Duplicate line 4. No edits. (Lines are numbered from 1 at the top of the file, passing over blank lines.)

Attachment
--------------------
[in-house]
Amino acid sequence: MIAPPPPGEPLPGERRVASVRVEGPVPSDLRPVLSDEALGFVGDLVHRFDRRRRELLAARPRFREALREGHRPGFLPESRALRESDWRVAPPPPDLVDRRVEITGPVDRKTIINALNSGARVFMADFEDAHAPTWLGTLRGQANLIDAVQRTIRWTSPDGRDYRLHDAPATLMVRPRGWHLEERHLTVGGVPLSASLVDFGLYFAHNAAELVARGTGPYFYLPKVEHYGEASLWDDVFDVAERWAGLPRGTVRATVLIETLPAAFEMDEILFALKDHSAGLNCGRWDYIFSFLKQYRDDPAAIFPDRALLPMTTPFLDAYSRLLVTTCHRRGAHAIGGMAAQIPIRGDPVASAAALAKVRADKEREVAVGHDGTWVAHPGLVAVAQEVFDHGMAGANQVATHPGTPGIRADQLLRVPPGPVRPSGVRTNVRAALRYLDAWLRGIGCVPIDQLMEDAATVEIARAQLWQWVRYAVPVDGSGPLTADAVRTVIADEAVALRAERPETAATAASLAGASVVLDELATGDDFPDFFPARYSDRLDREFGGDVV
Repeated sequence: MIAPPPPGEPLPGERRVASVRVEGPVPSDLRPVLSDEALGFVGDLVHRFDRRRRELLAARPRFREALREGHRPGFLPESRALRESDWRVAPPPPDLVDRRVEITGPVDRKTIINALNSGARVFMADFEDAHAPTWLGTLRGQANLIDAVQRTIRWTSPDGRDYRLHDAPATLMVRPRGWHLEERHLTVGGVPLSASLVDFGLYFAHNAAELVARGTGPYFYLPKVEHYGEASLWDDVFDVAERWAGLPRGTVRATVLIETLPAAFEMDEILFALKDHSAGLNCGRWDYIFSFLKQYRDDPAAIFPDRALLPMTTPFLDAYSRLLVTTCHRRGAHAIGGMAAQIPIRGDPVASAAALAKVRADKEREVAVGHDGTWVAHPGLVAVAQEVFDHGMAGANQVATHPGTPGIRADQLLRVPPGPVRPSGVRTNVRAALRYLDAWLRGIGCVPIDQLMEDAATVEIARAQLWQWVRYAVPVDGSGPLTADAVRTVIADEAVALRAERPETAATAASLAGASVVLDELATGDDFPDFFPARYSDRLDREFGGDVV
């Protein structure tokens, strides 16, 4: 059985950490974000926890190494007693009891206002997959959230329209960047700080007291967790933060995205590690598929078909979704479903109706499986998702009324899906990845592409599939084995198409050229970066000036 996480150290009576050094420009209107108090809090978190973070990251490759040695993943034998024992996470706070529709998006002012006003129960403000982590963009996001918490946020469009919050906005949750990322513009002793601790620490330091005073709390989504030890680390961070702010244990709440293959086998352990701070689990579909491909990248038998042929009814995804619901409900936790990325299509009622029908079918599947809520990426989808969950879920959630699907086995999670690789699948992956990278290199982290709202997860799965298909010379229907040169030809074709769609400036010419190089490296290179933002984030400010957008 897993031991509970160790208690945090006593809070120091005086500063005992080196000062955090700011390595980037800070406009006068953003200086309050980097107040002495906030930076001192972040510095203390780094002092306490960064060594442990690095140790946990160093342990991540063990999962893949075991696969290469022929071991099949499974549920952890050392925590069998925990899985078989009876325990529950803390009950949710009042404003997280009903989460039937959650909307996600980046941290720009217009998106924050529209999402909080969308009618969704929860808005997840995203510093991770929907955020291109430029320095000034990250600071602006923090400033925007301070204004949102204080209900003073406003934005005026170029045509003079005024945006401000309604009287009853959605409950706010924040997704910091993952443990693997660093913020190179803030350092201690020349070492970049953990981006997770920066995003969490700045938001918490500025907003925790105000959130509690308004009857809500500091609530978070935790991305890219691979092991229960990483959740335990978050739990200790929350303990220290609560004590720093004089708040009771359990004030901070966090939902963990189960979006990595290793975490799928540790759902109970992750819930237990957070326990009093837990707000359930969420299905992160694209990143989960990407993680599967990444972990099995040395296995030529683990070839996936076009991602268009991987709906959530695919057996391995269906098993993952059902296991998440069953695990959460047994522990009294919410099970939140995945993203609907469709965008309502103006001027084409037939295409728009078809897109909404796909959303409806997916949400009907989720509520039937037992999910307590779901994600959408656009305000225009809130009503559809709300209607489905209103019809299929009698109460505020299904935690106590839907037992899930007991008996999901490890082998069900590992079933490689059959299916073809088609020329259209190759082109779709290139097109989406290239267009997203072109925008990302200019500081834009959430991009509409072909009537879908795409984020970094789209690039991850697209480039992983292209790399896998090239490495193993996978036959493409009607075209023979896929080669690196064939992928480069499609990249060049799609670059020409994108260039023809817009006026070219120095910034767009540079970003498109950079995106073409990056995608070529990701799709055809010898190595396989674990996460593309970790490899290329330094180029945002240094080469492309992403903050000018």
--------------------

């Protein structure tokens, strides 16, 4: 059985950490974000926890190494007693009891206002997959959230329209960047700080007291967790933060995205590690598929078909979704479903109706499986998702009324899906990845592409599939084995198409050229970066000036 996480150290009576050094420009209107108090809090978190973070990251490759040695993943034998024992996470706070529709998006002012006003129960403000982590963009996001918490946020469009919050906005949750990322513009002793601790620490330091005073709390989504030890680390961070702010244990709440293959086998352990701070689990579909491909990248038998042929009814995804619901409900936790990325299509009622029908079918599947809520990426989808969950879920959630699907086995999670690789699948992956990278290199982290709202997860799965298909010379229907040169030809074709769609400036010419190089490296290179933002984030400010957008 897993031991509970160790208690945090006593809070120091005086500063005992080196000062955090700011390595980037800070406009006068953003200086309050980097107040002495906030930076001192972040510095203390780094002092306490960064060594442990690095140790946990160093342990991540063990999962893949075991696969290469022929071991099949499974549920952890050392925590069998925990899985078989009876325990529950803390009950949710009042404003997280009903989460039937959650909307996600980046941290720009217009998106924050529209999402909080969308009618969704929860808005997840995203510093991770929907955020291109430029320095000034990250600071602006923090400033925007301070204004949102204080209900003073406003934005005026170029045509003079005024945006401000309604009287009853959605409950706010924040997704910091993952443990693997660093913020190179803030350092201690020349070492970049953990981006997770920066995003969490700045938001918490500025907003925790105000959130509690308004009857809500500091609530978070935790991305890219691979092991229960990483959740335990978050739990200790929350303990220290609560004590720093004089708040009771359990004030901070966090939902963990189960979006990595290793975490799928540790759902109970992750819930237990957070326990009093837990707000359930969420299905992160694209990143989960990407993680599967990444972990099995040395296995030529683990070839996936076009991602268009991987709906959530695919057996391995269906098993993952059902296991998440069953695990959460047994522990009294919410099970939140995945993203609907469709965008309502103006001027084409037939295409728009078809897109909404796909959303409806997916949400009907989720509520039937037992999910307590779901994600959408656009305000225009809130009503559809709300209607489905209103019809299929009698109460505020299904935690106590839907037992899930007991008996999901490890082998069900590992079933490689059959299916073809088609020329259209190759082109779709290139097109989406290239267009997203072109925008990302200019500081834009959430991009509409072909009537879908795409984020970094789209690039991850697209480039992983292209790399896998090239490495193993996978036959493409009607075209023979896929080669690196064939992928480069499609990249060049799609670059020409994108260039023809817009006026070219120095910034767009540079970003498109950079995106073409990056995608070529990701799709055809010898190595396989674990996460593309970790490899290329330094180029945002240094080469492309992403903050000018």